Focus on Tax Policy

Focus on Tax Policy

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On March 30, the Senate Finance Committee held a hearing on tax complexity.


Also on March 30, the Tax Foundation announced that “tax freedom day” would fall on April 12 this year. That same day, the Center on Budget and Policy Priorities posted a commentary that was highly critical of the Tax Foundation’s methodology.


And on March 30, the Organization for Economic Cooperation and Development announced the establishment of a new database to measure the impact of fiscal decentralization in its member countries.


On March 30, the National Bureau of Economic Research published a working paper on the extent to which state gasoline taxes are passed through to consumers.


On March 29, Sen. Tom Coburn (R-OK) wrote a letter to Americans for Tax Reform president Grover Norquist questioning ATR’s opposition to eliminating tax subsidies for ethanol on the grounds that it would constitute an impermissible tax increase. That same day, ATR sent a letter to Coburn asserting that elimination of the ethanol subsidy is indeed a tax increase.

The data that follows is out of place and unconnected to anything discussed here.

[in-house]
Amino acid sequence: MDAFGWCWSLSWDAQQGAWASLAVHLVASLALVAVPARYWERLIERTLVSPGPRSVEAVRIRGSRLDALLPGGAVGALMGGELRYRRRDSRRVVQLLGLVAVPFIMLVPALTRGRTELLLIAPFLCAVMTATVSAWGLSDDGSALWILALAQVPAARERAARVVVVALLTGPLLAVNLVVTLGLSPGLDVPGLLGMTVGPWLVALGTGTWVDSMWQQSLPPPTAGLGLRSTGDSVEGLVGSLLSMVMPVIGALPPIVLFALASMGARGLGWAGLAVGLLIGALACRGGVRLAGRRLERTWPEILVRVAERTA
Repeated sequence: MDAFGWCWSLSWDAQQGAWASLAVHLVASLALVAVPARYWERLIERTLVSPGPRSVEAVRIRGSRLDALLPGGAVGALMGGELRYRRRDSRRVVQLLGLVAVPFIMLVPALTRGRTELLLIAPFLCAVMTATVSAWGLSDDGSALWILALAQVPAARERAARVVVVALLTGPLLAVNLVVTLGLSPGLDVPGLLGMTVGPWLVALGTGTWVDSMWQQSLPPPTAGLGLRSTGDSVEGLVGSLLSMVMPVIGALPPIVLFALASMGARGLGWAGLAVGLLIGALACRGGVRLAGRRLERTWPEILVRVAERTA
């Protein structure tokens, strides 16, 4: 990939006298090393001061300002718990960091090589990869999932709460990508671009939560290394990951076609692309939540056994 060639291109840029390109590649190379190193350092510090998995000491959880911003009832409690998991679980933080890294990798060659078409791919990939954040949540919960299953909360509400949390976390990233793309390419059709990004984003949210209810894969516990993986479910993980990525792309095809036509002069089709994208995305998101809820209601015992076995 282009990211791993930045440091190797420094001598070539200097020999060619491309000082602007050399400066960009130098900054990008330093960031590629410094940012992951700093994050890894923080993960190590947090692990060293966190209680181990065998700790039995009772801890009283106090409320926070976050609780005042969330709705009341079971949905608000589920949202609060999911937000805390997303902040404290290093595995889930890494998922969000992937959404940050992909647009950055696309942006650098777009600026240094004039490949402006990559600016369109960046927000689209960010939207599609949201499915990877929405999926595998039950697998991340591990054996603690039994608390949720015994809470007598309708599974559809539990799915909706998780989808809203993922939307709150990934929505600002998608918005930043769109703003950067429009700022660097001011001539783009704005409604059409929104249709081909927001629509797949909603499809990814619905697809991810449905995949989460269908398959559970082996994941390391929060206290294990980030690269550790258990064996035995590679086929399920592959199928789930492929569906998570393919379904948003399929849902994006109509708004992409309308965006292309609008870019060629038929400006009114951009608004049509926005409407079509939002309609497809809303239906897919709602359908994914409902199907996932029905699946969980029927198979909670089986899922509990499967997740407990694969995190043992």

In a March 28 article, economist Martin Sullivan of Tax Analysts discussed some of the constraints involved in reforming the corporate tax. He believes that revenue-neutral reform limited to the corporate income tax has too few benefits to be meaningful.


Also on March 28, economist Donald Marron of the Tax Policy Center published an article on the size of tax expenditures. He finds that such provisions cost between $1.068 trillion and $1.288 trillion depending on how they are measured.


A March 16 study by the Howe Institute in Canada examined the economic cost of raising new revenue in different ways. If finds that raising the corporate income tax is by far the costliest method.


On March 10, the Adam Smith Institute in London published a study on the revenue and growth effects of high personal taxes in Britain. It finds that the recent increase in the top rate to 50 percent in the U.K. has had very negative effects.


I last posted items on this topic on March 25.


Bruce Bartlett is an American historian and columnist who focuses on the intersection between politics and economics. He blogs daily and writes a weekly column  at The Fiscal Times. Bartlett has written for Forbes Magazine and Creators Syndicate, and his work is informed by many years in government, including as a senior policy analyst in the Reagan White House. He is the author of seven books including the New York Times best-seller, Imposter: How George W. Bush Bankrupted America and Betrayed the Reagan Legacy (Doubleday, 2006).

Bruce Bartlett’s columns focus on the intersection of politics and economics. The author of seven books, he worked in government for many years and was senior policy analyst in the Reagan White House.